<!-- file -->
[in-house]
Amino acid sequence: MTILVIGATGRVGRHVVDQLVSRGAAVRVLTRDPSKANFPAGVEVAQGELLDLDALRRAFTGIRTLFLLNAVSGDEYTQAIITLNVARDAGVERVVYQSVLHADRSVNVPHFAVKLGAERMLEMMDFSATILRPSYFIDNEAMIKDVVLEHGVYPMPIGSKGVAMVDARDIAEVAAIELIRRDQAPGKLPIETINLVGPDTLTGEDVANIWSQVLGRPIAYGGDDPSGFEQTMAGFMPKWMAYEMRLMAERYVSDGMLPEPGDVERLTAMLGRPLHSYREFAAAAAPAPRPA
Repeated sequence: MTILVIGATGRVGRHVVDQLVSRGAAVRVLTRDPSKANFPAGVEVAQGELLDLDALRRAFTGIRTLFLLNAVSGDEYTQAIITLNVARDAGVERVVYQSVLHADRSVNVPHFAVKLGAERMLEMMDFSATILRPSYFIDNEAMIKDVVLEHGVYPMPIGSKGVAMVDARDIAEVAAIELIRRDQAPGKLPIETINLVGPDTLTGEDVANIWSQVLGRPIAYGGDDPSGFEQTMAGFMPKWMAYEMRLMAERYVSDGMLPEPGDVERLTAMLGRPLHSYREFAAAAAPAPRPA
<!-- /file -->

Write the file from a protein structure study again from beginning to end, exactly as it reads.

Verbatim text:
[in-house]
Amino acid sequence: MTILVIGATGRVGRHVVDQLVSRGAAVRVLTRDPSKANFPAGVEVAQGELLDLDALRRAFTGIRTLFLLNAVSGDEYTQAIITLNVARDAGVERVVYQSVLHADRSVNVPHFAVKLGAERMLEMMDFSATILRPSYFIDNEAMIKDVVLEHGVYPMPIGSKGVAMVDARDIAEVAAIELIRRDQAPGKLPIETINLVGPDTLTGEDVANIWSQVLGRPIAYGGDDPSGFEQTMAGFMPKWMAYEMRLMAERYVSDGMLPEPGDVERLTAMLGRPLHSYREFAAAAAPAPRPA
Repeated sequence: MTILVIGATGRVGRHVVDQLVSRGAAVRVLTRDPSKANFPAGVEVAQGELLDLDALRRAFTGIRTLFLLNAVSGDEYTQAIITLNVARDAGVERVVYQSVLHADRSVNVPHFAVKLGAERMLEMMDFSATILRPSYFIDNEAMIKDVVLEHGVYPMPIGSKGVAMVDARDIAEVAAIELIRRDQAPGKLPIETINLVGPDTLTGEDVANIWSQVLGRPIAYGGDDPSGFEQTMAGFMPKWMAYEMRLMAERYVSDGMLPEPGDVERLTAMLGRPLHSYREFAAAAAPAPRPA